WeedBuster Week

Event date: 
2012-10-04 01:00 to 2012-10-09 00:00

WeedBuster celebration: 2012


Introduction and background 


The South African WeedBuster Week represents the annual culmination and highlight of the ongoing campaign aimed at the management and containment of invasive alien plants. The campaign is an initiative led by the Department of Environmental Affairs through the Environmental Programmes branch, and supported by various partners and stakeholders. The South African campaign is linked to the invasive plant control initiatives by countries such as Australia and New Zealand, as well as to the broader Global Invasive Species Programme. 

The Working for Water Programme is the largest public-funded intitiative aimed at managing invasive alien plants in the world, and an excellent example of integrating environmental conservation and poverty alleviation objectives.

Much remains to be done towards increasing public awareness on the issue of invasive alien plants, promoting voluntary pro-active responses and community ownership of initiatives aimed at the management and containment of invasive alien plants (IAPs). WeedBuster Week is aimed at supporting these objectives.


2012 theme


“Goggas nip weeds in the bud”.

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Biological control focus


The theme “Goggas nip weeds in the bud” has been chosen for the 2012 WeedBuster campaign, and aims to focus on the use of biological control as a method to manage invasive alien plants.Van Wilgen et al., 2011 stated that “Biological control involves the use of introduced agents (plant-feeding insects and mites, and plant pathogens) with the aim of reducing the fecundity, ‘fitness’ and ‘invasiveness’ of the target weeds, to bring about declining populations and reductions in the rate of spread of the problem plants”. Biological control can provide complete control of the problem plant, or else augment and reduce the need for using herbicide l or mechanical clearing. As a management practice, the biological control of weeds is an attractive option because: (i) it is relatively cheap and very safe compared with the costs and risks associated with using herbicide; (ii) it can be successfully integrated with other management practices; and (iii) it is self-sustaining.

The use of biological control in South Africa has a long history going as far back as 1913 when Cactoblastis cactorum, the cactus moth was used on  Opuntia ficus-indica, in the Eastern Cape by the Department of Agriculture.  With the advent of the Working for Water Programme a coordinated investment into biological control research and implementation has yielded  around 43 bio-control agents being released on over  50 weed species in the last 11 years.  We currently invest over R20 million in research and implementation into biological control, and a further R4 million contributed from partnerships with the Agricultural Research Council and academic institutions.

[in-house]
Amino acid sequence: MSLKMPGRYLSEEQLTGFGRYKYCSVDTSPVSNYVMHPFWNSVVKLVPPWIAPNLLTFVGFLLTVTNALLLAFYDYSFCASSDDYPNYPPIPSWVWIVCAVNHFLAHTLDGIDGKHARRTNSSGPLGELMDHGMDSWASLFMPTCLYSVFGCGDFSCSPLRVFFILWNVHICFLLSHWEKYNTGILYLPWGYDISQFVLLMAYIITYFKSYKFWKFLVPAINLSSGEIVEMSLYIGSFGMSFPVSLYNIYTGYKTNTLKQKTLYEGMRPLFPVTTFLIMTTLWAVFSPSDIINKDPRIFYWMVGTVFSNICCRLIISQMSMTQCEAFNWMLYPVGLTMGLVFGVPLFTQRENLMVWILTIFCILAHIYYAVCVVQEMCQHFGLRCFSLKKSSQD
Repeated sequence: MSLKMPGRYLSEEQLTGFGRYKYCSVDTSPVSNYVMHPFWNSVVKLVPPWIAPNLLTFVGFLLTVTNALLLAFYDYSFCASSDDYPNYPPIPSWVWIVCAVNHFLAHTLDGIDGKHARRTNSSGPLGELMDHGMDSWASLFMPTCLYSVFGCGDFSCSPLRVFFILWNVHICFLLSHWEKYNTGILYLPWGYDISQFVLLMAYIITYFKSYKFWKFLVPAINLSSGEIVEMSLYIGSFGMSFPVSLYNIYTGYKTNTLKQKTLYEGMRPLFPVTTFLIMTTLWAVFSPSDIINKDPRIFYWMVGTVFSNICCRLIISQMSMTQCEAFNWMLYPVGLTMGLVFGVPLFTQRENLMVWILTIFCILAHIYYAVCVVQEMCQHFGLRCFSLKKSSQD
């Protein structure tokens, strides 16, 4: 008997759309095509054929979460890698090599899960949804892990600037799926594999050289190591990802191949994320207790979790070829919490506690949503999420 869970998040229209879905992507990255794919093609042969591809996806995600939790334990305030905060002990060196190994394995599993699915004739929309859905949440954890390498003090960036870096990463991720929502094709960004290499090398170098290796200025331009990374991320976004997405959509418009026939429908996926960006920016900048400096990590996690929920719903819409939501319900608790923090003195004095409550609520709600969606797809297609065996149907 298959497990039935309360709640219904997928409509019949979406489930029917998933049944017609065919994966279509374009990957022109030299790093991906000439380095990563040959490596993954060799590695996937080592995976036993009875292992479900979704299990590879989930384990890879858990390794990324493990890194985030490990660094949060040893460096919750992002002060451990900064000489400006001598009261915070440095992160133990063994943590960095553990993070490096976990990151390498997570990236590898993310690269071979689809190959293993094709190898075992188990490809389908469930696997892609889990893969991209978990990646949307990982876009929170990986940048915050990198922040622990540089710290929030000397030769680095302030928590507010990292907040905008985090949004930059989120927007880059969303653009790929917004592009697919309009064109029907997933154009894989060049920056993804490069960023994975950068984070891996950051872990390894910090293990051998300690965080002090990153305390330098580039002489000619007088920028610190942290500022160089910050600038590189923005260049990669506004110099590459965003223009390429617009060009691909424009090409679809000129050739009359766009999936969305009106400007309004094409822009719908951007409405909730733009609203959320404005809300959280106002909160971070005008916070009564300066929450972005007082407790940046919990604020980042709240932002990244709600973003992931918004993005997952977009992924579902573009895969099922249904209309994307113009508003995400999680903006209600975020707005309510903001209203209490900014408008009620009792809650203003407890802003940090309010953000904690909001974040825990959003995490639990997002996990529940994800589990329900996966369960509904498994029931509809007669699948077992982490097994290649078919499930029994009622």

The use of biological control agents is of course not without risks, but the extensive research protocols in place to ensure that before agents are released they only impact on target species, has meant that there has not been any unintended target species affected thus far in South Africa.

Therefore, all reasonable efforts must be made to determine the host preferences and the safety of the agents, and the possible impacts and benefits, prior to their release.

About 40 % of the introduced taxa were rejected by researchers or have been shelved because of concerns about their safety; and 20% are still in quarantine undergoing further stringent testing (Klein 2011). Crucially, during all this time there have never been any reports of introduced biological control agents in South Africa that have significantly damaged any crop plants or native species (Moran et al. 2005). Van Wilgen et al., 2012 stated that in practice, since 1913, 271 agent taxa, ie. species, subspecies, and biotypes, have been introduced into South Africa for testing: 40% of these were eventually deemed to be safe according to the official regulations that were current at the time (Klein et al. 2011), and were released.

Sesbania punicea, or red sesbania is one of the success stories for biological control as the three agents released on the  species have decreased infestations considerably over the last 60 years, to such an extent that it is now regarded ‘under complete control’.

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Employment opportunities


The Working for Water program has created  36,000 jobs during the 2011-2012 financial year through clearing of invasive alien plants, of which  18,000 were women, 22 000 were youth, and 500 disabled and managing to spend some R819 million.

Below are summaries of the employment opportunities created in the Northern Cape region, area and project. The general performance of the projects in the region has been affected negatively as a result of the transfer of the programme from DWA to DEA; the major challenge of the transfer being of SCM in nature. As a result less than half the planned Full Time Equivalent (FTE) jobs were achieved in the financial year 2011/2012 compared to a relatively good achievement of 95% in the previous year.

Similar challenges are being faced in the current year (2011-2012), with the continued SCM setup, but the staff in the region and national office is working hard to improve the situation and ensure that employment opportunities targeted are achieved.


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